Black Static 5 – June/July 2008
Edited by Andy Cox
Cover Artist: David Gentry
Review by Sam Tomaino
TTA Press ISBN/ITEM#: 1753-0709
Date: 23 July 2008
Links: Magazine Website / Pub Info / Table of Contents /
Black Static #5 is another well done issue. I loved the articles and all the stories.
The fiction in this issue begins with "How Deep is His Loneliness" by Kathleen Winter. Geoffrey regularly visits his friend Norm's father, Malcolm. In doing so, he meets a woman and her son and becomes interested in the woman. It is through Malcolm that he understands about loneliness and what he can do, not to fall prey to it in this beautiful, sad but hopeful tale.
Tim Casson's "The Second Death of Johan Kluge" takes place in the past in a doomed town named Eidelbruck. The titular character arrives at night to help his sister but he falls prey to the monsters of the town. He awakes to finds himself horribly changed and must decide what to do in this tale of heroism under impossible circumstances.
In "Night Game", Tony Richards gives us Eric Menway, a salesman who finds himself in the desolate town of Shaddaton at night. Unable to close a deal, he winds up at a soccer match between the two teams of the town. It's the most exciting, entrancing soccer match he's ever seen but why does everyone seem so hypnotized by it? This makes for a chilling tale of the ultimate obsession with sport.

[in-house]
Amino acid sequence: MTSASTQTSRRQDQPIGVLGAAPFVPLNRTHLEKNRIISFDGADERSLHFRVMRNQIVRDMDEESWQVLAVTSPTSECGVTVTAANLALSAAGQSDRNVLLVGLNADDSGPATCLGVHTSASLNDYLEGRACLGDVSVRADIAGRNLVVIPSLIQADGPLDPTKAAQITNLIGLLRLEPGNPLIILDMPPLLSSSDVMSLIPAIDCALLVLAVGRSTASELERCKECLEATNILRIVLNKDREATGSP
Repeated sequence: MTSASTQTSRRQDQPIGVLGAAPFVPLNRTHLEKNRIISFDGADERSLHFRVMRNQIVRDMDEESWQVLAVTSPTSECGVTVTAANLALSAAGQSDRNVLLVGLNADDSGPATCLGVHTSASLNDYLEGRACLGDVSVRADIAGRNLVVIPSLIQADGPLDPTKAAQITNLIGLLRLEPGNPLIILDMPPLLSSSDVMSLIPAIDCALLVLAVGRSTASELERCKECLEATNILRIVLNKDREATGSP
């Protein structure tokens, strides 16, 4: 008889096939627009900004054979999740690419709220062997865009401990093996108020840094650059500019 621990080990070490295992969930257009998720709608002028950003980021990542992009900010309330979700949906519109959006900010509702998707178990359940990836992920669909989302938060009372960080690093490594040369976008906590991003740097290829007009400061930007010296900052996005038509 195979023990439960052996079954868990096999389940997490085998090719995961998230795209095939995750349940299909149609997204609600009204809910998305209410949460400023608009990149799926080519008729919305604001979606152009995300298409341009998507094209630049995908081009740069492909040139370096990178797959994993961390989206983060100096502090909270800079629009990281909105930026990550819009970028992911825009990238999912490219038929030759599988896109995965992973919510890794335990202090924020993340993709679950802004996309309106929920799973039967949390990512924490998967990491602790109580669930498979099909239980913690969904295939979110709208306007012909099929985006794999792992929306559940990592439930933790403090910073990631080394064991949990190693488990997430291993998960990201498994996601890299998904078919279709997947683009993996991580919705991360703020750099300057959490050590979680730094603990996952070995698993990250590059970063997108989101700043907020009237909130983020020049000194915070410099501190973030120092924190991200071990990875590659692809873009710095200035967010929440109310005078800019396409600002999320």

"The Rising River" by Daniel Kaysen features a young woman who cannot explains to her flat-mate why she cannot visit her brother for Christmas. We find out that the woman can communicate with the dead but this one has an even better twist than The Sixth Sense. This is a great little tale that you won't forget very quickly. Next, Joel Lane contributes "Winter Journey". A man who seems to be connected to the police comes into contact with a feral boy. The boy had been normal until he had met up with a strange East European woman named Irena. The man (who the boy spat on) finds himself witnessing some strange events as he tries to find out what happened to the boy. This one's only two pages but quite effective.
Gary McMahon's "Slap" is the story of a man who sees a group attack a woman in a ritual known as "Happy Slapping" in which one slaps a woman down and the others record it on their cell phones. He chases the slapper down and causes his death but now must deal with the consequences. This is a bitter look at our modern "culture".
The last story is "Less a Dream Than This We Know" by Christopher M. Cevasco. It's March 11, 1937 and Howard Phillips Lovecraft is deathly ill and in a hospital. In his last hours, he has visions of his past with things added to events. This is a nice tribute to HPL and an interesting speculation as to what his last hours were like.
This magazine is well worth getting. You should subscribe.